South Africa quicks rout New Zealand for 112
South Africa 271 for 8 (de Villiers 85, de Kock 68, de Grandhomme 2-40) beat New Zealand 112 (de Grandhomme 34, Pretorius 3-5) by 159 runs
Scorecard and ball-by-ball details
AB de Villiers had called on his batsmen to take responsibility for an innings and he showed the way in Wellington as South Africa surged to a crushing 159-run victory. De Villiers' controlled 85, during which he became the fastest player to 9000 ODI runs, turned the tables after a middle-order slide, then the pace bowlers combined with unnerving accuracy to dismantle New Zealand for 112 in the 33rd over.
On a slower-than-normal pitch that offered assistance for seamers, especially in the evening, South Africa's 271 for 8 - bolstered by a seventh-wicket stand of 84 in 10.4 overs between de Villiers and Wayne Parnell - had the makings of a demanding chase and it soon proved that way.
Kagiso Rabada, back in the side after missing Christchurch, set the tone with an exemplary new-ball spell. He was followed by Andile Phehlukwayo and Dwaine Pretorius who removed the cream of New Zealand's batting by nabbing Kane Williamson and Ross Taylor in the space of five deliveries. The pair bowled nine overs between them in their first spells, returning figures of 4 for 16, in the sort of seam-friendly conditions that could be on show in the Champions Trophy. Pretorius finished with 3 for 5 from 5.2 overs.
New Zealand had entered this match buoyed by their batting performance at Hagley Oval, but this display will raise a few concerns as they fell in a heap in a manner not often seen. Tom Latham collected his third duck in four ODI innings and there was another failure for Neil Broom.
They had made one change, replacing legspinner Ish Sodhi with the pace of Lockie Ferguson and may ponder if that was correct after he went for 71 in his 10 overs - the most expensive bowling performance of the day.
Quinton de Kock, with his fifth 50-plus ODI score in a row, and Faf du Plessis led South Africa to 114 for 1 in the 23rd over but then followed a collapse of 5 for 66. Colin de Grandhomme gave New Zealand the control they strived for, claiming two wickets in four deliveries and bowling his 10 overs straight through, while Mitchell Santner produced another impressive performance of left-arm spin.
De Grandhomme removed du Plessis who riffled a drive low to mid-off, then in what is becoming a habit on this tour, de Kock picked out the leg-side field having set himself for a century. He hung his head and could barely drag himself off.
De Villiers was greeted by a hostile delivery from Ferguson which rammed into his gloves but quickly ticked off the five runs he needed to jump past Sourav Ganguly to top the 9000 list. However, senior batsmen came and went. JP Duminy, who had struggled for fluency, was run out by a direct hit from Tim Southee at backward point and David Miller chipped a low catch to midwicket which was upheld by the third umpire.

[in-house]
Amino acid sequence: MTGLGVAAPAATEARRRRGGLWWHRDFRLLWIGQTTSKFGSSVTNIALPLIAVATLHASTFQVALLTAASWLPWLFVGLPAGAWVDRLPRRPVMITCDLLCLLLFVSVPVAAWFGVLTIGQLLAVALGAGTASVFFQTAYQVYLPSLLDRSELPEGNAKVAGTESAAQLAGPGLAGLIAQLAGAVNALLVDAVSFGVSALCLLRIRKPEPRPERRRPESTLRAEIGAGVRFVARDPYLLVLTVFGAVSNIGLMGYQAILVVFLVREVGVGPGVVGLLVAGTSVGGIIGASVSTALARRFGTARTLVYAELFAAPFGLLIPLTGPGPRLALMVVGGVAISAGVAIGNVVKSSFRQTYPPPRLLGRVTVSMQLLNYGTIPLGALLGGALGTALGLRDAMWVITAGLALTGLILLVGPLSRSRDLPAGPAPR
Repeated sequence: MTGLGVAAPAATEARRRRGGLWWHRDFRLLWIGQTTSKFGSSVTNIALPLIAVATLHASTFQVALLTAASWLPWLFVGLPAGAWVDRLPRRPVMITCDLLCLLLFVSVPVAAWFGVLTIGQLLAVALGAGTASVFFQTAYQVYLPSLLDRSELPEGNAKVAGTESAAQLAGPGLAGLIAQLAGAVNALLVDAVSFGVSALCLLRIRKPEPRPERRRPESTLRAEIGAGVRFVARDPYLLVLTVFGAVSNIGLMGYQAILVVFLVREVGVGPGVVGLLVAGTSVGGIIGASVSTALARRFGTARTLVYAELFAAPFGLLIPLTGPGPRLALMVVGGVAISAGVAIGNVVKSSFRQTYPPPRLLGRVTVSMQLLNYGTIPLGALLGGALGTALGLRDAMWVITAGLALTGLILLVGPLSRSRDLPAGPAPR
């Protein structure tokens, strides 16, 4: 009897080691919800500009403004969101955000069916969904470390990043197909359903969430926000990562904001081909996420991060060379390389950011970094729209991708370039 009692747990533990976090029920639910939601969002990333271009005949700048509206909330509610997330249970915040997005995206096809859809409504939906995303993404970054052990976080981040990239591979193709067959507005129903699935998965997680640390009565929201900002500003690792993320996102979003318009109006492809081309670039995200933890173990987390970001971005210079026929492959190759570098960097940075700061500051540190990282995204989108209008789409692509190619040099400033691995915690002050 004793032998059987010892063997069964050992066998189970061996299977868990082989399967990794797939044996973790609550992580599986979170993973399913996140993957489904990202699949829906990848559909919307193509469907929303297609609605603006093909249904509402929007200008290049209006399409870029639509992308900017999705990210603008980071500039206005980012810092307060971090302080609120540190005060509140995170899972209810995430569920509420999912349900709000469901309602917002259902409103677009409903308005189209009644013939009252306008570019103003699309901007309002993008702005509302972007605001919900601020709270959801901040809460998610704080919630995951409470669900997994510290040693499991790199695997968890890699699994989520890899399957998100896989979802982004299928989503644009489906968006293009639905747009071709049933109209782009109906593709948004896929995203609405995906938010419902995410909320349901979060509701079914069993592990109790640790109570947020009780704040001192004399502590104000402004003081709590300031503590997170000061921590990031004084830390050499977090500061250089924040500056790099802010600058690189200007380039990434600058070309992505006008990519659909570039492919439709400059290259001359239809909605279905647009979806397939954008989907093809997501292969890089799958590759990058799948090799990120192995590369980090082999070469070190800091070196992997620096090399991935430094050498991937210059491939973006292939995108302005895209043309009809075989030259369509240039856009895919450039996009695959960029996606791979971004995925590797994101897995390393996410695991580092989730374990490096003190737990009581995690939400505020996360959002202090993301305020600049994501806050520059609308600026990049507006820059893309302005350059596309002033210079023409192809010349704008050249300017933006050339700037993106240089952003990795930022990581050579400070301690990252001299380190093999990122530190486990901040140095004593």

In each of the three matches in this series, someone from the lower order has stepped forward for South Africa. It wasn't Pretorius this time - he was bowled by Ferguson - but Parnell helped de Villiers stop New Zealand in their tracks.
De Villiers had been above a run-a-ball early in his innings, but bided his time as he lost partners for the closing overs. Back-to-back boundaries off Ferguson, rasping shots through midwicket and cover, hustled him through the 40s and the half-century came from 59 deliveries. He went from 39 off 51 balls to 85 off 80; it was not one of de Villiers' more explosive innings, but it was a masterclass in repairing damage, judging conditions and not overreaching.
And his efforts were soon put into context. Latham middled a square drive but picked out point. Dean Brownlie then feathered to the keeper off Rabada who found considered seam movement and proceeded to work over Williamson.
Williamson was dropped at slip on 4 by Hashim Amla off Parnell and alongside Taylor weathered the new balls for a period although scoring was always hard work and the pressure did not relent.
Phehlukwayo had conceded just four runs into his third over when Williamson, trying to dab the ball to third man, played into his stumps and in the next over, Taylor fell across a full, straight delivery from Pretorius. He was not far off walking for the lbw decision. The stuffing had been knocked out of New Zealand's innings and there was precious little else on offer. Broom's poke outside off against Phehlukwayo was a poor shot and Pretorius' miserly spell, as he nipped the ball around off the seam under the lights, also accounted for Mitchell Santner.
New Zealand's total was their lowest completed innings at home since being bowled out for 73 by Sri Lanka, in Auckland in 2007, and the result their heaviest runs defeat to South Africa.
Andrew McGlashan is a deputy editor at ESPNcricinfo